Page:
How does the Long Game savings app work?

Although the framework of the Long Game savings app is a bit nontraditional, at its core lies a conventional savings app, paying interest on deposits that are Federal Deposit Insurance Corporation-insured up to the legal limit. Long Game itself is not a bank but rather a fintech interface. Customer deposits are held by Blue Ridge Bank, Long Game’s banking partner.

As a straight savings account, the Long Game app comes up short. Although the structure of the app encourages savings, it has a low APY of 0.10%. While this is just slightly above the national average savings rate for all savings accounts, it’s far below the rate you could earn from one of the top online savings accounts that are available. Overall, this means the account is not a great option for replacing your main savings account.

How to set up your Long Game account

As a mobile-only savings app, you’ll have to set up your Long Game account by downloading the mobile app. By providing basic information, you can link your bank account in a snap and begin saving. Be aware that you need to be a U.S. resident aged 18 or older to open a Long Game account.

1. Open your Long Game Savings account

After downloading the app via the App Store or Google Play, provide a username and password to start the process. The Long Game app uses Plaid to establish a link to your bank account, so you’ll have to provide the username and password you use to access your online bank account.

After providing some additional personal information, including your name, address, date of birth and Social Security number, you’ll be ready. You can immediately initiate a funding transfer between your bank and the Long Game app, or you can opt to do so later.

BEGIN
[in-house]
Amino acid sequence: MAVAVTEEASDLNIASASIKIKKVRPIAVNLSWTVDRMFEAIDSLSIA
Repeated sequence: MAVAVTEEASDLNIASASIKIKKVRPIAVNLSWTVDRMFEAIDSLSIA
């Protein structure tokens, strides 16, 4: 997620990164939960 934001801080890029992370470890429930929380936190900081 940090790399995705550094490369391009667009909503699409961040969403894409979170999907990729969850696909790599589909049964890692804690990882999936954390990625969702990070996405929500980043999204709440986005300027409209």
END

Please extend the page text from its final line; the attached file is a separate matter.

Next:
2. Set up your savings jars and AutoSave

Savings jars are simply subaccounts that you can use to compartmentalize your savings goals. For example, you can set up savings jars called “Vacation,” “House,” “Retirement” or anything you’d like.

The process is simple, as you click on the “Jars” tab in the app, hit “Create Now” to make a new savings jar and name it as you see fit. The app leads you right into the AutoSave page, where you can set up how often you want to automatically transfer funds to your new jar. Default options are weekly, monthly, twice a month or on payday. You can opt to set up AutoSave at a later date if you desire, and you can withdraw your money anytime.

3. Start playing games and earning prizes

Once you’ve established your account, you’ll have access to the games section of the app. At the top of the screen, you’ll see the day’s most popular games listed. Underneath that, games are broken down by category and amount. Here’s a list of some of the games available as of Sept. 28, 2019:

  • Lucky Slots 10K Coins to win $5
  • Lucky Slots 20K Coins to win $100
  • Lucky Slots 30K Coins to win $500
  • Lucky Slots 50K Coins to win $1,000
  • Flip It 20K Coins to win $100
  • Spin to Win 50K Coins to win $1,000
  • Spin to Win 50K Coins to win Crypto
  • Spin to Win 100K Coins to win $5,000
  • Spin to Win 1M Coins to win $10,000
  • High Roller 1M Coins to win $10,000
  • Scratchers 10K Coins to win $5
  • Coin Games 5K Coins to win 1M Coins
  • Weekly Drawing 20K Coins to win $1 million

If you win money, it’s deposited into your Long Game account. You can either keep the money there or transfer it to your checking account. If you win more than $600 in a calendar year, you’ll be issued a 1099 form that you’ll need to file with your taxes.

As you can see, you can win a variety of rewards for playing, from cash to additional Coins to cryptocurrency tokens.

How much does the Long Game app cost?

The Long Game app is completely free. You won’t have to pay anything to set up an account or make transfers into or out of the account, although transfers either way do take two to four business days. There are no account minimums or account maintenance fees. The app makes money from its partner banks, who pay it a fee to generate deposit activity.

According to the app, partner banks earn more than 3% by loaning out customer money deposited via the app. They share a portion of these earnings with the Long Game app, which passes these benefits on to customers in the form of rewards and a small APY.